What happens when you let reality inspire your research?
Prof. Paulo Veríssimo,
University of Lisbon, Portugal
It is not often that one finds concrete problems capable of inspiring really advanced research. Computing and communications, having become commodities which societies largely depend on, created such an opportunity in what concerns their security and dependability. Yet, since problems appear so real, one can always follow the temptation of identifying the immediate problems and look for immediate solutions.
This talk is about daring to ask questions about daring subjects in distributed systems, fault tolerance and security, and on how this impacted the research of a group over the past few years.
The talk will start by giving a notion of the security and dependability risks impending on modern societies and their ICT systems, in crucial areas as telco and cloud, power grid and cyber-physical systems in general, or health and genomics data. Then it presents the results of several research projects which have asked some of those daring questions, e.g. about why not: letting your attackers live amongst you; self-healing computers to make them work forever; recovering information despite having lost most of it; putting sensitive information in clouds without trusting the providers; or publishing genomics information whilst preserving privacy. The last part of the talk will discuss how proposing to tackle problems of real substance and impact, ended-up inspiring new theoretical models and predicates for distributed systems, impossibility results and algorithmic lower bounds. What more can you ask?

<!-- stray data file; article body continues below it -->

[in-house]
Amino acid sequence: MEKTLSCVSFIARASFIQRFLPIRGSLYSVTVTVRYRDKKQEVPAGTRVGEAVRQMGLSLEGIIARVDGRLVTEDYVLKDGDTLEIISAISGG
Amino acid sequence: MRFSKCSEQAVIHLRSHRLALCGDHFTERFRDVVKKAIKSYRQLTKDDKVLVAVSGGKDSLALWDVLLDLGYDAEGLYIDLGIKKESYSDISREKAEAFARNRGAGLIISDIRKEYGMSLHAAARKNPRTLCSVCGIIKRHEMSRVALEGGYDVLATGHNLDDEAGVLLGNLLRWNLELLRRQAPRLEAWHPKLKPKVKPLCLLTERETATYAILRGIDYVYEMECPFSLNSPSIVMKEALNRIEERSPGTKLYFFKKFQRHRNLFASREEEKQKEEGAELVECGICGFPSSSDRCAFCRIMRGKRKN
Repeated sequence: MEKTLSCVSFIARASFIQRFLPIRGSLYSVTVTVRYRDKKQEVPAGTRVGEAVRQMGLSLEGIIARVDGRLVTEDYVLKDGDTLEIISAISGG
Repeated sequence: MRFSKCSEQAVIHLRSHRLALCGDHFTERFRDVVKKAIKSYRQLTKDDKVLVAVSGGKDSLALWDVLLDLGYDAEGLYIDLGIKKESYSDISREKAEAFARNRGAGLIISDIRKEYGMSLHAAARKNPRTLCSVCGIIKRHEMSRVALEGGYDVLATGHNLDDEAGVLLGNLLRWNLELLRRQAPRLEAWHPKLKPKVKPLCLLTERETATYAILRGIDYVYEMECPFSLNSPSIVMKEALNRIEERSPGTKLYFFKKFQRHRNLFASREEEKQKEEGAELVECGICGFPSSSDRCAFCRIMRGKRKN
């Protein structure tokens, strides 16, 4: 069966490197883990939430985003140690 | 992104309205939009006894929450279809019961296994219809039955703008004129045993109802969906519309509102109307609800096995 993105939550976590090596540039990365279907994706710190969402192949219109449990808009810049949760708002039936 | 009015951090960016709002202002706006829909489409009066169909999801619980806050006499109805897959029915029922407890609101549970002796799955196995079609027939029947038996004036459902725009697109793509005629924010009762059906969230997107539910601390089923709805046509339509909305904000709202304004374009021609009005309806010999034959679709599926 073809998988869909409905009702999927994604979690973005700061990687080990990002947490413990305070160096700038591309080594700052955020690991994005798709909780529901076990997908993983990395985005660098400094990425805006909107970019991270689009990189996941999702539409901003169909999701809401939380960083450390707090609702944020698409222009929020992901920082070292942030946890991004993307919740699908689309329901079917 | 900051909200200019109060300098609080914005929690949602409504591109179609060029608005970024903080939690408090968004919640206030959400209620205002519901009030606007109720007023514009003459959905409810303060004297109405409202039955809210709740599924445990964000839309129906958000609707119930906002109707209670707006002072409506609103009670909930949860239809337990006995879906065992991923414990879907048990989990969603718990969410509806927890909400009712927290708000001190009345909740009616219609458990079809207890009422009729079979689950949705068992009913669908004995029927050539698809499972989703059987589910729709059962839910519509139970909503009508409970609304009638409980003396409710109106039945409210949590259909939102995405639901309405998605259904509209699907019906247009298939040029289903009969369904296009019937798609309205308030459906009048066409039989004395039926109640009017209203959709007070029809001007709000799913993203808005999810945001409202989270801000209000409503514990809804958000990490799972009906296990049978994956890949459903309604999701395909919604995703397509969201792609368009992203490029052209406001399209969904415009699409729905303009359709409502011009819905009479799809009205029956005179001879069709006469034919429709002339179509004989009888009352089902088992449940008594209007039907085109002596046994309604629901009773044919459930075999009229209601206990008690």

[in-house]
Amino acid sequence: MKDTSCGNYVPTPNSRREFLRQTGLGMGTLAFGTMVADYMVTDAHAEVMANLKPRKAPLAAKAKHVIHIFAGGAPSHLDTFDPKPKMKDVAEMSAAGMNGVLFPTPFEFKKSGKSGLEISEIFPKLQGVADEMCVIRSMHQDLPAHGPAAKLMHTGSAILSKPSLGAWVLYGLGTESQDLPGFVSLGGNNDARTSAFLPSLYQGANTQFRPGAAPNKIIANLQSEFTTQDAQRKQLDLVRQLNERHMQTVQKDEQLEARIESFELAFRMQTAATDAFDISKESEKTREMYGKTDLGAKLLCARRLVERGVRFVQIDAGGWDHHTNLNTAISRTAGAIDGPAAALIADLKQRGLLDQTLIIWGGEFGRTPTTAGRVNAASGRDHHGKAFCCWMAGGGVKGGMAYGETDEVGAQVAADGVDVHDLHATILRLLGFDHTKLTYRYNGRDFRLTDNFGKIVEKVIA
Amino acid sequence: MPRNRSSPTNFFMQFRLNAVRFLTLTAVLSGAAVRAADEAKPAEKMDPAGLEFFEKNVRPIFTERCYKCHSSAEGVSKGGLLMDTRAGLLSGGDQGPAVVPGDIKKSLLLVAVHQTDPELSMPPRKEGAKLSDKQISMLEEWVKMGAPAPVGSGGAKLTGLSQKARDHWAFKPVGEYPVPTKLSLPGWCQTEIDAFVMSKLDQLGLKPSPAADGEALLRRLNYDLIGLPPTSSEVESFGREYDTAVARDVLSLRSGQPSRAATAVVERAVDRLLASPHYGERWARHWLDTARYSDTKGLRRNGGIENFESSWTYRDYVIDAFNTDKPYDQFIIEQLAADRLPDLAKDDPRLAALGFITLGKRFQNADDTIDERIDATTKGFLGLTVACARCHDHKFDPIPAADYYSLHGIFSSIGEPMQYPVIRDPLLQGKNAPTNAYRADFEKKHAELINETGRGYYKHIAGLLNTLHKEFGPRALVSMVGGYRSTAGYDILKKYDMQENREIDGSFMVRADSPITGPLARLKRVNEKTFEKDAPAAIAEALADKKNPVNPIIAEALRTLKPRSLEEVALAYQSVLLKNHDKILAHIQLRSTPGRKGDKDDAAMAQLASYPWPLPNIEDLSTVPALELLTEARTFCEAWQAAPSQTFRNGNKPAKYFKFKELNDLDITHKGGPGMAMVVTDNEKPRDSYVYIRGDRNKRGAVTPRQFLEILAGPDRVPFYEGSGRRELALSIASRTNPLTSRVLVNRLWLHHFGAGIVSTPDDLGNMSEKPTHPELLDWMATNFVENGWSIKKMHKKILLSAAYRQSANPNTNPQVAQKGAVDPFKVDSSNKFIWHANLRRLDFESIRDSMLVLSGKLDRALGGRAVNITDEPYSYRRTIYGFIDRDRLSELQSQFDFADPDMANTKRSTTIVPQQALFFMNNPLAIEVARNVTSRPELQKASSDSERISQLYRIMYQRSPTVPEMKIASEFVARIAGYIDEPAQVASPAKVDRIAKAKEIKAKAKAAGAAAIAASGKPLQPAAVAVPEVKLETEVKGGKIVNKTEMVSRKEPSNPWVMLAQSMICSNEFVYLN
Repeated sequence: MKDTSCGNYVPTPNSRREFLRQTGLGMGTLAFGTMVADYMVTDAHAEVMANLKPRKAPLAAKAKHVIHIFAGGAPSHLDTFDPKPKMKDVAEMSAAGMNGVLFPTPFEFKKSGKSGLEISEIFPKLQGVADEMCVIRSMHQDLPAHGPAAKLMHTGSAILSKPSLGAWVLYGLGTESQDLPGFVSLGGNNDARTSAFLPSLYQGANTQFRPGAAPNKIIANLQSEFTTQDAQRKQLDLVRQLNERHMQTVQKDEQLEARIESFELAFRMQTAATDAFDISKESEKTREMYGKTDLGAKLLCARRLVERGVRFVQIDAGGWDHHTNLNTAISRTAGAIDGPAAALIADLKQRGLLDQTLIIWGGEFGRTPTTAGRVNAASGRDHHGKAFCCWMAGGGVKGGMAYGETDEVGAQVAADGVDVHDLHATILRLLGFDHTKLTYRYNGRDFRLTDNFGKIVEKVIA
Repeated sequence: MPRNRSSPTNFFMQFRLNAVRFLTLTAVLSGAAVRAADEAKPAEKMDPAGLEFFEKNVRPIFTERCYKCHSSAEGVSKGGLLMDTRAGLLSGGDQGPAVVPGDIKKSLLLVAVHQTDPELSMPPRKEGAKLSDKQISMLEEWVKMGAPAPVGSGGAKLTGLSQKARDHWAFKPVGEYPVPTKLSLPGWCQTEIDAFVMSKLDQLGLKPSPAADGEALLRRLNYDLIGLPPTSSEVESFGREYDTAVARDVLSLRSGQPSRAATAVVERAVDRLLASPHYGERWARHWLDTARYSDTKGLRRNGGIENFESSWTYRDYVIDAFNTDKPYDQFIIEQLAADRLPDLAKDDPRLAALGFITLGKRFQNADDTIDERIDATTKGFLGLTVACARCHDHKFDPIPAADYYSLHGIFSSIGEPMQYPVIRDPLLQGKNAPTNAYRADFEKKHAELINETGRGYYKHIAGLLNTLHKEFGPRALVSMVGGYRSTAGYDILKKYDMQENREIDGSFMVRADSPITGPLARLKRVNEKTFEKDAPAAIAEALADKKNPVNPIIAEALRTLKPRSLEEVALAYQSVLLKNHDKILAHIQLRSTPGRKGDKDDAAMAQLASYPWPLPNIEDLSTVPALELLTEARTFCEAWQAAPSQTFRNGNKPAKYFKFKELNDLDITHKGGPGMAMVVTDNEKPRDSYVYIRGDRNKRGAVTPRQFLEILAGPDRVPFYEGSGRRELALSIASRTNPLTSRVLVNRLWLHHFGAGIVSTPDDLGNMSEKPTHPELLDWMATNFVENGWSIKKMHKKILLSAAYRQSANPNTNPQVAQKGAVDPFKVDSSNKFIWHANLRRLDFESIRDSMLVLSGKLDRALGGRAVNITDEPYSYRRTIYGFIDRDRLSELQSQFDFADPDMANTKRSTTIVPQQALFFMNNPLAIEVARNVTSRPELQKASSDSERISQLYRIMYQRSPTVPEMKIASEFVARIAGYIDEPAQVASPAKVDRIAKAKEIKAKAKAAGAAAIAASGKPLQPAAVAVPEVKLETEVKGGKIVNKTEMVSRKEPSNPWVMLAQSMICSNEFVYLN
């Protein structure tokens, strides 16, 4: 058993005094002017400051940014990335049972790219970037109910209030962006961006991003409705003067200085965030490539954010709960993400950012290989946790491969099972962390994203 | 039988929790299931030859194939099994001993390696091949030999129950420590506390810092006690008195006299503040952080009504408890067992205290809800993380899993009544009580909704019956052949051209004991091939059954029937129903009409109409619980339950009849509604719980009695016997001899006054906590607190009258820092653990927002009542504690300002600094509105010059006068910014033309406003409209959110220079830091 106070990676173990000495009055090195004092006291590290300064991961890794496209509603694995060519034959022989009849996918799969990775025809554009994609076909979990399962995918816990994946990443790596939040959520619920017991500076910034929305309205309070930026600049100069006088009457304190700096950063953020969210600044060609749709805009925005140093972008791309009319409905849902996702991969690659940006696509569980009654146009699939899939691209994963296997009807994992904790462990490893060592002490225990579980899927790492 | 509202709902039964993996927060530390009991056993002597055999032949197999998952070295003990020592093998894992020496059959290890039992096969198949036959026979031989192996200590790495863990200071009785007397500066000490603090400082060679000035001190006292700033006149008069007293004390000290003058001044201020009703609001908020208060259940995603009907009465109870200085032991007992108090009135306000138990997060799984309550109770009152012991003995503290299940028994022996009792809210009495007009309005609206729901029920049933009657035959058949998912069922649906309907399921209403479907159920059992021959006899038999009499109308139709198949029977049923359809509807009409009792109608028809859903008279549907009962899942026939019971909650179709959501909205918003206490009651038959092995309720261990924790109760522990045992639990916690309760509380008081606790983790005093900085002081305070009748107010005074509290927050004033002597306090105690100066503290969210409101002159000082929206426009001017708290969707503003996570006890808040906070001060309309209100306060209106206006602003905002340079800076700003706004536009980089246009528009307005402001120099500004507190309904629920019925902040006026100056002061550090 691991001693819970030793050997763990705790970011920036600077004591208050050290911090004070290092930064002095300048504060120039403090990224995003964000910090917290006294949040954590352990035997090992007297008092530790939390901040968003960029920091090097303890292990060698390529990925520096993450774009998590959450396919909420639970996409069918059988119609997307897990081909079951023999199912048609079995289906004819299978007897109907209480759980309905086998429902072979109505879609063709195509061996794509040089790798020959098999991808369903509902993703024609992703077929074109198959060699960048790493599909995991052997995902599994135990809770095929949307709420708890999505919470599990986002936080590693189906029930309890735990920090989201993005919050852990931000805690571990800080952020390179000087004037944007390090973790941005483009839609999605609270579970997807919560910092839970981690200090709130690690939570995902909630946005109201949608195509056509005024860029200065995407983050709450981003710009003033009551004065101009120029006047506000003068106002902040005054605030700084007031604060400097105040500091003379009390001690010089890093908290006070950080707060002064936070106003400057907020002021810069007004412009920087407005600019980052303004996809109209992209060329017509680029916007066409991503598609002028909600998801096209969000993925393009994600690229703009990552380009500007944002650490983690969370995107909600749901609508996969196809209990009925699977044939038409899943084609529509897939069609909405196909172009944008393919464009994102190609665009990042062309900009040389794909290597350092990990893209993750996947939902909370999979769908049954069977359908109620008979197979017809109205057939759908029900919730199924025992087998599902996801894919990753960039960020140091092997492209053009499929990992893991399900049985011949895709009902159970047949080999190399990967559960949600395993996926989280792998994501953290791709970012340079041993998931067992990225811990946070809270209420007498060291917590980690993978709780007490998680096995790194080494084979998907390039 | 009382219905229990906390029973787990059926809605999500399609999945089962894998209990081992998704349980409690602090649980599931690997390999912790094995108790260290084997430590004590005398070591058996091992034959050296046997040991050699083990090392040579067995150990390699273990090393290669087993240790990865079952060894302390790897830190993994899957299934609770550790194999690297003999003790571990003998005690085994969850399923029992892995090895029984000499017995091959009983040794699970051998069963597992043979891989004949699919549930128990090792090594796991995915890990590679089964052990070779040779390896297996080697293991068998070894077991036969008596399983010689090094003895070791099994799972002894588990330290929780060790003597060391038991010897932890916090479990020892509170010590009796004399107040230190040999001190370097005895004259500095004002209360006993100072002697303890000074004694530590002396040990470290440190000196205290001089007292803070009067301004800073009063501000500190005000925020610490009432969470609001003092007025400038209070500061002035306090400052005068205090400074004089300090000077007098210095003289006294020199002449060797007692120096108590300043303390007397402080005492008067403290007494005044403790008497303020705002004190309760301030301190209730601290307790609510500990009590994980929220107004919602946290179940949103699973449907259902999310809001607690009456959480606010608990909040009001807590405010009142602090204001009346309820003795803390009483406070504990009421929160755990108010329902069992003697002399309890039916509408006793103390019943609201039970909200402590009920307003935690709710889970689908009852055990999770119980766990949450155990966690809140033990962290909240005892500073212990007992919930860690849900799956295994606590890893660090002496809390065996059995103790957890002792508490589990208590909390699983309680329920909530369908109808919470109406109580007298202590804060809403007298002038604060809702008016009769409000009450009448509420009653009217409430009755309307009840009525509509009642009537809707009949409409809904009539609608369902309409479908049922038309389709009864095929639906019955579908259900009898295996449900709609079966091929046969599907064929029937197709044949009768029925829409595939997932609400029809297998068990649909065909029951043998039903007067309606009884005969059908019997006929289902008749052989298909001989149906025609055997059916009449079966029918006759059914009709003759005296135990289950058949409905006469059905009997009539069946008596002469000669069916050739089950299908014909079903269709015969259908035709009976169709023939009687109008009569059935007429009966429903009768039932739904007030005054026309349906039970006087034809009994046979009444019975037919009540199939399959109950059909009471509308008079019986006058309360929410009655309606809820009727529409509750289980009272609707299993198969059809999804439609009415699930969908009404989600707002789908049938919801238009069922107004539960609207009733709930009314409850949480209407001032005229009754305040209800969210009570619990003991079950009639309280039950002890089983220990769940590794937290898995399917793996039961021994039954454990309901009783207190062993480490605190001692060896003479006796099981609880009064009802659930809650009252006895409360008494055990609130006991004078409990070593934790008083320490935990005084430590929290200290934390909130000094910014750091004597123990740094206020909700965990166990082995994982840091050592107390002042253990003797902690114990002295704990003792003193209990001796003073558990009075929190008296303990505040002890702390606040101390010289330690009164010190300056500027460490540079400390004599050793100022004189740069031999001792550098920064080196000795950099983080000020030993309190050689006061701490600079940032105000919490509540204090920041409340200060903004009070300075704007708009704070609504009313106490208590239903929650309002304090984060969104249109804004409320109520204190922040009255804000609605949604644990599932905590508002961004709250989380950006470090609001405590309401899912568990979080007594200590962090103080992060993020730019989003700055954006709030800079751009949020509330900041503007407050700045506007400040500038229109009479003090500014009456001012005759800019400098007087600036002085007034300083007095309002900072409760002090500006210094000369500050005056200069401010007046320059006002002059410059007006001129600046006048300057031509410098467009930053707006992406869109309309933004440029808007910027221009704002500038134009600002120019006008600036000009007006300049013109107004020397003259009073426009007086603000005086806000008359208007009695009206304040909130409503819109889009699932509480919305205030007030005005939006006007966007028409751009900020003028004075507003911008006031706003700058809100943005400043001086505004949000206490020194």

Solving real problems does not necessarily prevent you from doing really advanced research, if instead of merely «seeing things and saying ‘Why?’», you ask the right questions and are capable of «dreaming things that never were, and say, “Why not?”»
Quoting George Bernard Shaw, “Back to Methuselah” (1921)
Paulo Veríssimo is a Professor of the Department of Computer Science and Engineering, U. of Lisbon Faculty of Sciences (FCUL-http://www.di.fc.ul.pt/~pjv), adjunct Professor of the ECE Dept., Carnegie Mellon University, member elect of the Board of the U. of Lisbon and of the Scientific Council of the FCUL, and Director of LaSIGE (http://lasige.di.fc.ul.pt). He is currently Chair of the IFIP WG 10.4 on Dependable Computing and Fault-Tolerance and vice-Chair of the Steering Committee of the IEEE/IFIP DSN conference. PJV is Fellow of the IEEE and of the ACM. He is associate editor of the Elsevier Int’l Journal on Critical Infrastructure Protection. Veríssimo leads the Navigators group of LaSIGE, and is currently interested in distributed architectures, middleware and algorithms for: adaptability and safety of real-time networked embedded systems; and resilience of secure and dependable large-scale systems. He is author of over 170 peer-refereed publications and co-author of 5 books.
Luís Eduardo Teixeira Rodrigues
IST, room QA1.3 (Torre Sul)
Mathematics, Physics & Machine Learning Seminar Series (Online)
The Mathematics, Physics & Machine Learning seminar series has started on October 2020 and runs until March 2021.
The seminars aim to bring together mathematicians and physicists interested in machine learning (ML) with ML and AI experts interested in mathematics and physics, with the goal of introducing innovative Mathematics and Physics-inspired techniques in Machine Learning and, reciprocally, applying Machine Learning to problems in Mathematics and Physics.
Attendance is free but registration is required.
More information is available here.